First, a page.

By the Numbers: Go Long On Top of VIX Blahs?

VIX has sat at 'subnormal' levels for a whopping 71 days

by Adam Warner

Published on Jun 25, 2015 at 9:02 AM
Updated on Jun 24, 2020 at 10:16 AM

As I'm sure you know from watching financial TV, we're in the midst of a boom in volatility, the likes of which we haven't seen since…

OK, maybe not. I believe I'm mistaken. We're on the cusp of a volatility boom! Same as it ever was. 

Anyway, it got me thinking: What does it mean going forward when the CBOE Volatility Index (VIX) has sat at subnormal levels for an extended period of time? Seventy-one days is a very extended period of time, and testing that wouldn't yield results in large enough sample size, since we don't tend to stay this low for this long.

So I tested the following: What happens next when VIX closes below 16 for 30 straight trading days (six weeks, give or take some holidays)? I looked at SPDR S&P 500 ETF (SPY) returns 21 trading days and 64 trading days (about one and three months) into the future from AFTER a VIX close below 16 for the 30th straight day.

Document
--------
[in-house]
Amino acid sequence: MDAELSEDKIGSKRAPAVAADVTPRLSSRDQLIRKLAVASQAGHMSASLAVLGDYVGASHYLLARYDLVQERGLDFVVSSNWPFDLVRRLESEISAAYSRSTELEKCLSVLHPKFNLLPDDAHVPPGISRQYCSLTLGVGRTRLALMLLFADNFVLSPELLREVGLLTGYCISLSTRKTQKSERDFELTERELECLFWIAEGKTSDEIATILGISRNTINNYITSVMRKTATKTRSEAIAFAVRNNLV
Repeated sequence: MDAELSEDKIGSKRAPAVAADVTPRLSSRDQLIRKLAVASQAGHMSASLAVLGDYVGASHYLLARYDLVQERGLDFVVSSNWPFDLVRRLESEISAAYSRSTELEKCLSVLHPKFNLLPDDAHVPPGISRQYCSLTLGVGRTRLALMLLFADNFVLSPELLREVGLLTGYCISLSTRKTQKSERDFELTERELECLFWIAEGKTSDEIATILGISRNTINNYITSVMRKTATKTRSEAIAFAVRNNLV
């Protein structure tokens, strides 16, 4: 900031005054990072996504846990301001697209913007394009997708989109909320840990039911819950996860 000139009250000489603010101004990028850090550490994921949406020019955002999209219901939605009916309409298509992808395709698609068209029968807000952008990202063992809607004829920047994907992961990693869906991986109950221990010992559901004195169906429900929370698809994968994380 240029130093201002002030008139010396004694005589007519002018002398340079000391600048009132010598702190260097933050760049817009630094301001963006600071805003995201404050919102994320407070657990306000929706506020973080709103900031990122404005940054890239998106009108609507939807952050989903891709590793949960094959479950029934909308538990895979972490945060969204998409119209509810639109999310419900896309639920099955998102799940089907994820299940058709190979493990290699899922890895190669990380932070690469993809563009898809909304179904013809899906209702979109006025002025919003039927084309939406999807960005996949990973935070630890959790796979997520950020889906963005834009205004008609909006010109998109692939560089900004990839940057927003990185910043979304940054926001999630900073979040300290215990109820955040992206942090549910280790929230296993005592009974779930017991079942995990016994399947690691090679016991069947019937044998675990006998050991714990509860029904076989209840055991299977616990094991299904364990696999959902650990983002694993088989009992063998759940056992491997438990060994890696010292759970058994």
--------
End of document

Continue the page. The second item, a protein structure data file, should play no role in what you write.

I intended to go back to the beginning of 2000, but there were no 30-day VIX streaks closing under 16 between January 2000 and October 2004, so instead I went back to July 1, 2004. And here are the results, compared with the results of randomly buying and holding for one and three months.

150625Warner 

And as you can see, your returns are actually better when you go long on top of extended VIX blahs in both the one-month and three-month time frames. 

There's no great signal here' it's just a general principle that it's very tough to time complacency. As we all know, everybody wants to call the Grand VIX Turn, but the best-odds call is on "The Present Trend Continues." VIX is below 16 for "X" number of days in a row precisely because the market itself isn't particularly volatile. It's not predicting the future so much as it's reflecting the recent past. And the action in the recent past is more likely to persist than it is to change direction on a dime. 

Everybody knows these calm market times won't last forever -- its' not bold to get on TV and state the obvious. The problem is that in the real world it costs real money to try to time the Next Great VIX Pop. We've seen perpetually overpriced VIX futures, constant rolls of out-of-the-money VIX calls, et. al. Someone will catch the actual turn, but that someone probably ate many bad bets before he or she finally landed a great one. 

Disclaimer: Mr. Warner's opinions expressed above do not necessarily represent the views of Schaeffer's Investment Research.


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